chemical spillAccording to the Center for Disease Control, unplanned chemical releases kill about 40 Americans every year, and injure around 6,500. A chemical spill may release toxic or otherwise hazardous materials into the environment, endangering both your workforce and the general public.

Ideally, chemical spills should be avoided at all times. If you keep your workforce well-trained and well-equipped, you can greatly reduce your chance of experiencing a chemical spill. Unfortunately, the world is not a perfect place, and even the most conscientious workers can sometimes make a mistake. Here are a few tips for how to minimize damage in the event of an accidental release.

1. Know Your Chemicals

Your workers should always know what chemicals they’re working with, particularly if they’re working with hazardous chemicals. This is even more important in the event of a chemical spill, since workers and first responders will need to quickly identify what’s been spilled.

Does the spilled chemical give off any toxic fumes? Is the substance flammable? Is it corrosive to metals? Will it react violently to any particular material? These are all things the people at the scene will need to know straight away.

It might not be immediately obvious who has been exposed to the chemical, so workers and responders need to know common signs of exposure for any chemical that is involved in a spill. Once they’ve found who’s been poisoned, they’ll probably want to help them out, so it’s also important that your employees know what first aid procedures should be done.

Incidentally, all of this information can be found on a GHS-compliant safety data sheet. You might help save somebody’s life by including this information in your HazCom program, so be sure not to cut corners.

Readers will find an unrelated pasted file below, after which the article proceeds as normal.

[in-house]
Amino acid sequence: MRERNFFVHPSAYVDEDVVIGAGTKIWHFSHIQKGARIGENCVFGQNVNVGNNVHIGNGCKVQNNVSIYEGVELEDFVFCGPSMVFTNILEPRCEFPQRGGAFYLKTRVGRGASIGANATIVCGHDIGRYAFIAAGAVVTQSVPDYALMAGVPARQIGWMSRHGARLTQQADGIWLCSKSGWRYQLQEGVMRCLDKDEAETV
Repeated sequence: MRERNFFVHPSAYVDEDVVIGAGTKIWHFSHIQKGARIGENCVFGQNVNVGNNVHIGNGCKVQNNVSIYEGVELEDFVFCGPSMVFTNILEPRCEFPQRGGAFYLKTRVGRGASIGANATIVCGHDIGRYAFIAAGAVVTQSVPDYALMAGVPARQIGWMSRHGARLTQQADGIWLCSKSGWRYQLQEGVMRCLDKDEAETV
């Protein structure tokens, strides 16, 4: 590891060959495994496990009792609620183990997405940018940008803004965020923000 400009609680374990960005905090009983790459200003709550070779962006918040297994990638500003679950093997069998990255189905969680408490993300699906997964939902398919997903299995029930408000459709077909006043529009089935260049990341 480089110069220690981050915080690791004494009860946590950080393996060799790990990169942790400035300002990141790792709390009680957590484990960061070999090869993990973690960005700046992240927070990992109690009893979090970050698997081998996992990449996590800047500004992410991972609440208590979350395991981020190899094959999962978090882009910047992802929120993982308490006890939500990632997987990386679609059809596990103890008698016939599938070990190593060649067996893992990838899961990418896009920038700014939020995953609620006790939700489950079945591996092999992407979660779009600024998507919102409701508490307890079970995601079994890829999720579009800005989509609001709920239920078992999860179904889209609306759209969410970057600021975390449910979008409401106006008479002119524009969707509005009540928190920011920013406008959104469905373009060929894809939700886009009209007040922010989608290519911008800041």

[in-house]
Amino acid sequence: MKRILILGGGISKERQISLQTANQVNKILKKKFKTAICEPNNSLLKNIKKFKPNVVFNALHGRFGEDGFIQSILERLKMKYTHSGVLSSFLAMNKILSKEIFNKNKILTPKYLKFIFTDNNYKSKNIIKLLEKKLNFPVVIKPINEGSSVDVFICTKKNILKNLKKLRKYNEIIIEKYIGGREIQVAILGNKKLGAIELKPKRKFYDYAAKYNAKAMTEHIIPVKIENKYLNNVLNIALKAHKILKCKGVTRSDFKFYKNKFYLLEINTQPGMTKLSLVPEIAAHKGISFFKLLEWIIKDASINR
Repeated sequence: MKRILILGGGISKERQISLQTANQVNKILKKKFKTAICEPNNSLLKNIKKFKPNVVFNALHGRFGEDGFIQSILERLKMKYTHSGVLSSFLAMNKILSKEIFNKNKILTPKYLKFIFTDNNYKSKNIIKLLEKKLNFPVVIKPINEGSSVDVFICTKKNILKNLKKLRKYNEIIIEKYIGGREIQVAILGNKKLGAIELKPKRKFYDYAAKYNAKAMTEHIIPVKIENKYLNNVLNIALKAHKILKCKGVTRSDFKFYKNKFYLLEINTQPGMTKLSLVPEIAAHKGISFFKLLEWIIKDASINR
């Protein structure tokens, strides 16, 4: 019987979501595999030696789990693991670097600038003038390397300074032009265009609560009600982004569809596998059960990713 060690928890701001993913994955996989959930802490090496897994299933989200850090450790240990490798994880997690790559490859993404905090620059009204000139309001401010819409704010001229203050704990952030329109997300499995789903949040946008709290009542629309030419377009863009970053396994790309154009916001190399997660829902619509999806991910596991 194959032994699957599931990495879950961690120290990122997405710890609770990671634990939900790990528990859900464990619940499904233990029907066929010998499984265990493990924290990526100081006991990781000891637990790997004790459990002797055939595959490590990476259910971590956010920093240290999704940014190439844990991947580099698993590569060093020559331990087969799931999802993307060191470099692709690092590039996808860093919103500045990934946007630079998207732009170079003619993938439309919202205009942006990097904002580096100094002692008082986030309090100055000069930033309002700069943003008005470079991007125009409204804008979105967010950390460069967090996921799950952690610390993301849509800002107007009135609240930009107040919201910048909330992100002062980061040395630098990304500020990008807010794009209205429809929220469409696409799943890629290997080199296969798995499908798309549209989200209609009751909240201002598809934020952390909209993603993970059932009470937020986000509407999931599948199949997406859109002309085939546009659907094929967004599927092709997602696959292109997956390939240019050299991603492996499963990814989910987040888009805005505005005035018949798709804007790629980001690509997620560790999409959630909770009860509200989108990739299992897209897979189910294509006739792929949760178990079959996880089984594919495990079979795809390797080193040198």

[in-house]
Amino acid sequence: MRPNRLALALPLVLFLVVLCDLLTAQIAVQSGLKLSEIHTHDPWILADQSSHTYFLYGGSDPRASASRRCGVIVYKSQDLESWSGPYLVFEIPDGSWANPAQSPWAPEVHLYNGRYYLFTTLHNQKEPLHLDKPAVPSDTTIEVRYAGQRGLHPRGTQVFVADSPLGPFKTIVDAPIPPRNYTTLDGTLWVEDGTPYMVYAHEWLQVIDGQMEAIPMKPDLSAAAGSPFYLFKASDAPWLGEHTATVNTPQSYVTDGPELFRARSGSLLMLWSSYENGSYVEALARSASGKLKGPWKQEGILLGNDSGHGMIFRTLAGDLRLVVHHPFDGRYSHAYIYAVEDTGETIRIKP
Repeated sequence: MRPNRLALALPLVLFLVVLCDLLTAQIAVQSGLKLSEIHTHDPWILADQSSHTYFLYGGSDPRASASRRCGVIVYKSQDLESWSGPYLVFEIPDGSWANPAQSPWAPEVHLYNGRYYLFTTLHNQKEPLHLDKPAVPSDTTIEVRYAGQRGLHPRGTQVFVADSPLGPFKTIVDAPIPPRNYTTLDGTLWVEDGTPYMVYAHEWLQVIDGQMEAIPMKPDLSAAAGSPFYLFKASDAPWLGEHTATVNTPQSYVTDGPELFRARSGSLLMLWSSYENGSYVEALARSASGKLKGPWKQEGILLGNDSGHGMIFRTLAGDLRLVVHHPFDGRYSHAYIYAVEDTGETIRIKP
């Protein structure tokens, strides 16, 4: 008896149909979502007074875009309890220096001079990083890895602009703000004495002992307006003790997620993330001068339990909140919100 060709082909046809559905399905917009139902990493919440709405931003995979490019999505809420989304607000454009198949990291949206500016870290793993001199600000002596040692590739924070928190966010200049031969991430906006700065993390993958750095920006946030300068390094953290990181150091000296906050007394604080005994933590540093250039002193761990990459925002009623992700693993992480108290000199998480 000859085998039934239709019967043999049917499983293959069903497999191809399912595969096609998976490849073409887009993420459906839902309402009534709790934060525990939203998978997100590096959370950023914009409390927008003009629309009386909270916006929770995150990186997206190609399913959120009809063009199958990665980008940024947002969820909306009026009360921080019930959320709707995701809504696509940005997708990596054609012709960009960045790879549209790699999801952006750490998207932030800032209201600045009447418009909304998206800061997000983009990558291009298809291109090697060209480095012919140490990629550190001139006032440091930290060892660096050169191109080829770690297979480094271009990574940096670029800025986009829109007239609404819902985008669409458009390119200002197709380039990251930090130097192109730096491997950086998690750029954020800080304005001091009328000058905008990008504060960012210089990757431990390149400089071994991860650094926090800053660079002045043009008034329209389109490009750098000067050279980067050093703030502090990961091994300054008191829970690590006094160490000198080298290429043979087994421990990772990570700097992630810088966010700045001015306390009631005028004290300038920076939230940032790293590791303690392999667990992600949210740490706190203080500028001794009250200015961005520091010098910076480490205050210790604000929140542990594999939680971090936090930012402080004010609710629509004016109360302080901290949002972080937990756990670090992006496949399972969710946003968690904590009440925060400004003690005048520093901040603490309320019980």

2. Have a Plan

As soon as a spill is detected, your facility should initiate a contingency plan appropriate for the situation. The exact procedure will vary based on what chemical is spilled, and how much was released, but the basic protocol should be universal.

First, you should begin to direct all personnel away from the spill. This should take priority over everything else, since the last thing you want is more people being exposed. Begin an orderly and calm evacuation of the facility, with temporary signage placed to direct people away from the spill.

Next, you should activate your ventilation system. This will minimize exposure to potentially toxic fumes and will also reduce the chances of an explosion. If your workplace handles chemicals that are capable of generating hazardous fumes, a decent ventilation system is a necessity.

Now it’s time to prevent the spill from spreading. This is best accomplished with a dedicated spill kit, but any absorbent non-reactive material will do in an emergency. If at all possible, prevent the chemical from reaching any drains or waterways.

Finally, you have to actually pick up the spilled material. This is best done by closely following the instructions found on the chemical’s SDS. Make sure any person assigned to cleanup is wearing sufficient personal protective equipment.

3. Notify the Authorities

You need to call the nearest hospital as soon as the chemical spill is detected. You want trained medical professionals to be on the scene as soon as possible to help anyone who might’ve been exposed to dangerous chemicals.

The law also requires that you file a report with several regulatory agencies as soon as you can. If any employees were exposed, you might be required to report it to OSHA. The EPA also requires that you report larger spills of certain chemicals.

4. Develop a Remedial Plan

Preventing chemical spills from happening in the first place should be among your top safety priorities. As I mentioned earlier, this can be done by ensuring that your personnel are trained in proper use, transport, and storage procedures as well as regular equipment inspections.

When your safety program fails to prevent a spill, you need to make sure it won’t fail in the same way again. Identify the root cause of the spill, and make changes to your procedures or equipment to correct any flaws your analysis finds.

Hopefully your workplace will never be in need of this advice, but it’s certainly better to know what to do if an emergency does occur.